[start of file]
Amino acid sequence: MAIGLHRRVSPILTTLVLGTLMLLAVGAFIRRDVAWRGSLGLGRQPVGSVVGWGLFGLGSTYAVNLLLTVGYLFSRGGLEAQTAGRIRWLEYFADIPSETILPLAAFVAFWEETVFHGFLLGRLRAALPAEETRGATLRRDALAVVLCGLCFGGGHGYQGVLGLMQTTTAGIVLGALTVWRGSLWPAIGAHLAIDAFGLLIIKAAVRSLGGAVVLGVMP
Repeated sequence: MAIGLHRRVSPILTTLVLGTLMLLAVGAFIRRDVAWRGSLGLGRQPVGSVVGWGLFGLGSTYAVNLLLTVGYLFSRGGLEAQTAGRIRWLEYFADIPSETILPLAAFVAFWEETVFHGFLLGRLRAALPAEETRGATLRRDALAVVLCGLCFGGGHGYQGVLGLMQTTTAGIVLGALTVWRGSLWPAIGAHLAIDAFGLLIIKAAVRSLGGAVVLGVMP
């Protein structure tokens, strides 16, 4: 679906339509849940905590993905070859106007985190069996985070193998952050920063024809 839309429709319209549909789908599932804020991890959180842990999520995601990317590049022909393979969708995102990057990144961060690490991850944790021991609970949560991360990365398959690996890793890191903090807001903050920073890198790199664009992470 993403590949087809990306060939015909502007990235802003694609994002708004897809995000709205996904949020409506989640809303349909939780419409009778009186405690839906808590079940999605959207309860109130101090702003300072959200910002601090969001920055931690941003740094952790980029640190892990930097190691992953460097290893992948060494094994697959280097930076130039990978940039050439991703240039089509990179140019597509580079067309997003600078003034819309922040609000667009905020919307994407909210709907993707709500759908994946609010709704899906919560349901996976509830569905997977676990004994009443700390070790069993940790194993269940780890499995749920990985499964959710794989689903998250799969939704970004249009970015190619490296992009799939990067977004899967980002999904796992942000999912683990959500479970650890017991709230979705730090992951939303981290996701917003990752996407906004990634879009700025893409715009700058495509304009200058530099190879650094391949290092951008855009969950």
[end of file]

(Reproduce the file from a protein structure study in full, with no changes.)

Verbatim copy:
Amino acid sequence: MAIGLHRRVSPILTTLVLGTLMLLAVGAFIRRDVAWRGSLGLGRQPVGSVVGWGLFGLGSTYAVNLLLTVGYLFSRGGLEAQTAGRIRWLEYFADIPSETILPLAAFVAFWEETVFHGFLLGRLRAALPAEETRGATLRRDALAVVLCGLCFGGGHGYQGVLGLMQTTTAGIVLGALTVWRGSLWPAIGAHLAIDAFGLLIIKAAVRSLGGAVVLGVMP
Repeated sequence: MAIGLHRRVSPILTTLVLGTLMLLAVGAFIRRDVAWRGSLGLGRQPVGSVVGWGLFGLGSTYAVNLLLTVGYLFSRGGLEAQTAGRIRWLEYFADIPSETILPLAAFVAFWEETVFHGFLLGRLRAALPAEETRGATLRRDALAVVLCGLCFGGGHGYQGVLGLMQTTTAGIVLGALTVWRGSLWPAIGAHLAIDAFGLLIIKAAVRSLGGAVVLGVMP
């Protein structure tokens, strides 16, 4: 679906339509849940905590993905070859106007985190069996985070193998952050920063024809 839309429709319209549909789908599932804020991890959180842990999520995601990317590049022909393979969708995102990057990144961060690490991850944790021991609970949560991360990365398959690996890793890191903090807001903050920073890198790199664009992470 993403590949087809990306060939015909502007990235802003694609994002708004897809995000709205996904949020409506989640809303349909939780419409009778009186405690839906808590079940999605959207309860109130101090702003300072959200910002601090969001920055931690941003740094952790980029640190892990930097190691992953460097290893992948060494094994697959280097930076130039990978940039050439991703240039089509990179140019597509580079067309997003600078003034819309922040609000667009905020919307994407909210709907993707709500759908994946609010709704899906919560349901996976509830569905997977676990004994009443700390070790069993940790194993269940780890499995749920990985499964959710794989689903998250799969939704970004249009970015190619490296992009799939990067977004899967980002999904796992942000999912683990959500479970650890017991709230979705730090992951939303981290996701917003990752996407906004990634879009700025893409715009700058495509304009200058530099190879650094391949290092951008855009969950």